“On Writing”

Writing, for me, is unlike any other form of art in that its mode — words — are able to uniquely capture the complex human spirit through piercing precision, a precision that is as necessarily artistic as it is intellectual. What I find most fulfilling about this process is the building of sentences, of distilling my thoughts through expressive diction and resonant rhythms. I love how responsible every word, line, sound, and image must be in working towards shaping the identity of the piece. I write first and foremost because it is, almost, inexplicably compulsive; there is a pull to make sense of my surroundings, to observe and discuss, to question and affirm, through only the most precise language. There is a pull to arrange both the clear and the confusing into essays, stories, and reflections, because that is simply how I come to perceive and harmonize life’s many nuances. And writing is of course more than simply clarifying; writing is a canvas for thought, open and willing. Writing is creative; through informing voice and style, it does whatever it needs to do to make its point, and make both the reader and writer feel. Writing is beauty; writing is perspective.

Writing would not be the same without its readers. While I can admit that the line-by-line creation is what stirs me most, I know that the effect, the anticipated response, is just as great a motive. Connecting with others by way of language makes the art — your vision — come to life. But writing is much more than that; it serves an even greater purpose. Good writing also brings people to life. I write in part because I know how it feels to be the stunned reader; more than anything, I want to master my voice in such a way that enables that experience in others. Writing is a loaded, multivalent thing that, at once, stirs emotions, and activates the mind in a way that does change lives.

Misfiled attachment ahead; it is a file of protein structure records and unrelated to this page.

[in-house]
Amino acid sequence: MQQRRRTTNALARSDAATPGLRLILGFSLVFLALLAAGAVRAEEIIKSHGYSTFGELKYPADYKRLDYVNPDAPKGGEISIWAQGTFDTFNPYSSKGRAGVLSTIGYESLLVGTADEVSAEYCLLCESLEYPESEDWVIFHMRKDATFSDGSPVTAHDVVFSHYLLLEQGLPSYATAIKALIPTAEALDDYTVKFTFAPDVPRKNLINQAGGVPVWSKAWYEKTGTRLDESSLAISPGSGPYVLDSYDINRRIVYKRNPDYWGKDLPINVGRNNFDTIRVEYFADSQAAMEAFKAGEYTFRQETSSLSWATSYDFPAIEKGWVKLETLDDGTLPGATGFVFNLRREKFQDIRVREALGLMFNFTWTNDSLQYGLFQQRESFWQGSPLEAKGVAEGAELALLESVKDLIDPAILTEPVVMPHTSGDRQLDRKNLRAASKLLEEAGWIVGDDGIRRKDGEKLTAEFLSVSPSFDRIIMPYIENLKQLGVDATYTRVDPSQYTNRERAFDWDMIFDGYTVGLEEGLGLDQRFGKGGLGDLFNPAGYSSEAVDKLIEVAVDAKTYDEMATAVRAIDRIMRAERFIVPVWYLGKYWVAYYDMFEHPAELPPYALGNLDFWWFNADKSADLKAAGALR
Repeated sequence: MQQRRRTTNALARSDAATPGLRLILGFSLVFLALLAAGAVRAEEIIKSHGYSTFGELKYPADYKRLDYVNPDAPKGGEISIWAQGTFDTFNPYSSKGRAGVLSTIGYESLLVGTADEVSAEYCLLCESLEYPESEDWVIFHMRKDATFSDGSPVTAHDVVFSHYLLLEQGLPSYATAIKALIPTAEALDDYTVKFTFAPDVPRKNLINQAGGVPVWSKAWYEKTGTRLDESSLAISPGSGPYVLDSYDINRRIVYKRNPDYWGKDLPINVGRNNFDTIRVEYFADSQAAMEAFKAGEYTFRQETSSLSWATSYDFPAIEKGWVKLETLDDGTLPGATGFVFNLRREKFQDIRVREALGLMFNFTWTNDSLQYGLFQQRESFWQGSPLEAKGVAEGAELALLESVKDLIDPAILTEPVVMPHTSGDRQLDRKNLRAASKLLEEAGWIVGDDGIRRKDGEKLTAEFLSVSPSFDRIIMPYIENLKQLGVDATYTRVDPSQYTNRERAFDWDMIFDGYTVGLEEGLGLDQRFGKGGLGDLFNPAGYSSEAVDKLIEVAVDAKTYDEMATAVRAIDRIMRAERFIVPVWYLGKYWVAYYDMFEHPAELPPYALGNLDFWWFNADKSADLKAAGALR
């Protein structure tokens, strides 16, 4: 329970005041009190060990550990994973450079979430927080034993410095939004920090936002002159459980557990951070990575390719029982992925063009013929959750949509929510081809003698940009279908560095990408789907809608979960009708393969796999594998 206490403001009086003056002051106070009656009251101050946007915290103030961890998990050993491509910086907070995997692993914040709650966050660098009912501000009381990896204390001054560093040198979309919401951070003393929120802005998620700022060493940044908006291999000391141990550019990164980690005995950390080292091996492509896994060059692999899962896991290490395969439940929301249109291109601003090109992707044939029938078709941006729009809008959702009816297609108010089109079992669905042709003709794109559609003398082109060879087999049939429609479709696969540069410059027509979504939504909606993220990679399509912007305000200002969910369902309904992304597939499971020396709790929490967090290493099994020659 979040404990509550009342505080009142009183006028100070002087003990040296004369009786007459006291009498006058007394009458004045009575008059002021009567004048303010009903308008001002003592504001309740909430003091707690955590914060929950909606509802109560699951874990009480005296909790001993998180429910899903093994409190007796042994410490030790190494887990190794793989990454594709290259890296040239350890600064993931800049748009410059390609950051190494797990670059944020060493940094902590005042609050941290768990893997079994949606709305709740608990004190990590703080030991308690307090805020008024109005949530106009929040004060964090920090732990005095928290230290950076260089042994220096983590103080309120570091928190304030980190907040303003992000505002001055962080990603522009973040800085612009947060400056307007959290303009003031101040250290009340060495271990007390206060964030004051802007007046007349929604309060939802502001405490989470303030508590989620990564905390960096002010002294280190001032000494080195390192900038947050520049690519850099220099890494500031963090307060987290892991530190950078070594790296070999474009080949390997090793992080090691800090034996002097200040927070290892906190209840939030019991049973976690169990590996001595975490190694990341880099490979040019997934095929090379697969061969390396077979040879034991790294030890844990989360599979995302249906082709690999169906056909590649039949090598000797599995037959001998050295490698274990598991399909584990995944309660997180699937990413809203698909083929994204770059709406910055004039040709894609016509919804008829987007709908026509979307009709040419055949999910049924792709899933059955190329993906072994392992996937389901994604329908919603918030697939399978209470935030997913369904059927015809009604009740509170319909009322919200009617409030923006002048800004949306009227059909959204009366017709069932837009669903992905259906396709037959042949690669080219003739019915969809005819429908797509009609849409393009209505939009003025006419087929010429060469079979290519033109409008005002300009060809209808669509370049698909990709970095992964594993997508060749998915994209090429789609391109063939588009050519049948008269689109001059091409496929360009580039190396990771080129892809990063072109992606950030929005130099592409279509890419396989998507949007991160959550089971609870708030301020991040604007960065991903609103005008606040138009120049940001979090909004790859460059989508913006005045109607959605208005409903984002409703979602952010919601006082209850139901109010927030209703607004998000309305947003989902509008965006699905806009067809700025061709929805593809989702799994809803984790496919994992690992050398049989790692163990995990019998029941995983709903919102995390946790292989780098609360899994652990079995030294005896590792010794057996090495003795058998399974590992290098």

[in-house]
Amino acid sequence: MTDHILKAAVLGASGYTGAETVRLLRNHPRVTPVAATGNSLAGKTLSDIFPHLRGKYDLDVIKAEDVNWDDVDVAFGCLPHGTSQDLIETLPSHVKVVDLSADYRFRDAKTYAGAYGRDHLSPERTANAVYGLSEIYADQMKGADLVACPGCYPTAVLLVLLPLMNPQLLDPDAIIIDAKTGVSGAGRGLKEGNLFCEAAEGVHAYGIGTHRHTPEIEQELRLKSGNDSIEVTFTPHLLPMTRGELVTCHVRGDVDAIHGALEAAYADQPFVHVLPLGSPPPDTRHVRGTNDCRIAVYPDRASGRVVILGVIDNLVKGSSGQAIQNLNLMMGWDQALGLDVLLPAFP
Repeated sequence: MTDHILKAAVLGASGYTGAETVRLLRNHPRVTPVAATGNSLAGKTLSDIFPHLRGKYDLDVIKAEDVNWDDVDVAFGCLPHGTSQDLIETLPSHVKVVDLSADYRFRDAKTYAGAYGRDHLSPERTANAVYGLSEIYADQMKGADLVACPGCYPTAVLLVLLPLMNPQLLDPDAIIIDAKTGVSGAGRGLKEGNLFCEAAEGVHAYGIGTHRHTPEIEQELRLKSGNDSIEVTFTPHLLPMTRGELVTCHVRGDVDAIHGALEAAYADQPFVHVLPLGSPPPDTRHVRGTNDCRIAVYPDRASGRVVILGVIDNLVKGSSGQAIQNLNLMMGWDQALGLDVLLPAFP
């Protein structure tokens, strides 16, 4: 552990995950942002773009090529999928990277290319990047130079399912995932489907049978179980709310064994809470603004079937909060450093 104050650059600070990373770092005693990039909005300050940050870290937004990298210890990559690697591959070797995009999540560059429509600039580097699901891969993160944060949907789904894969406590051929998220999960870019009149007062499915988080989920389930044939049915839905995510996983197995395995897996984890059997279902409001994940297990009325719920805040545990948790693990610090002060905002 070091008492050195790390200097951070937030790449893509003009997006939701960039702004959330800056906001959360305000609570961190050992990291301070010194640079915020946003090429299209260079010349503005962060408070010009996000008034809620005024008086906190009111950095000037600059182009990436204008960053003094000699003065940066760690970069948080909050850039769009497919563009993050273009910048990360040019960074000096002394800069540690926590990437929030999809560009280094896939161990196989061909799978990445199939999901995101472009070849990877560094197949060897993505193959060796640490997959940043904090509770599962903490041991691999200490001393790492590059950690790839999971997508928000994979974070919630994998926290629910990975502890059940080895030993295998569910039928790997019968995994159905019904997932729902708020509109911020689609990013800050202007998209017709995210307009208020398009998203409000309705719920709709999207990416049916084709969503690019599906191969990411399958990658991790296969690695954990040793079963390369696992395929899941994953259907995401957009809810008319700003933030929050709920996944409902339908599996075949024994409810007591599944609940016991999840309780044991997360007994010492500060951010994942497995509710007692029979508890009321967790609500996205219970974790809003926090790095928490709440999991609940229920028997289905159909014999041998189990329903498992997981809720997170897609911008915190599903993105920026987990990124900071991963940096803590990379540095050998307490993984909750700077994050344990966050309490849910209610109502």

What drives me to write is knowing how much of an impulse it is. While I remember being struck by writers like Mary Shelley and Kate Chopin as a teenager, I am more so struck by my drive as a child. While as a child I was like any other — drawing on walls, finger painting at recess — I was also deeply invested in making people feel a certain way through art. I got a lot of pleasure out of seeing their reactions. Only looking back am I really able to see that this truly was a need.

One memory that springs to mind is when I was in first or second grade, six or seven years old. My three little sisters and I would always draw together, sometimes on the living room floor, other times under the roof of our shared bunk bed. We would make up stories, illustrating our narratives as we went along. These narratives usually revolved around women, their thoughts, their feelings. In one particular episode, I remember drawing a mother and her daughter. I remember how my sisters leaned in as I told the story, how together the mother and daughter went to school, the park, and other places about town. A very simple narrative of love and kinship. One day I had the mother die abruptly in a car crash. There was very little plot, very little build-up. I just made the death happen, leaving the daughter all alone and devastated. I did this because I wanted to make my sisters feel. And, while I did not want to hurt my audience, I did feel a strange satisfaction in seeing one sister put her face in her hands to cry.

 

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About Lena Marecki

Lena Marecki is an MFA candidate at the University of Massachusetts-Boston and an ESL instructor in the greater Boston area.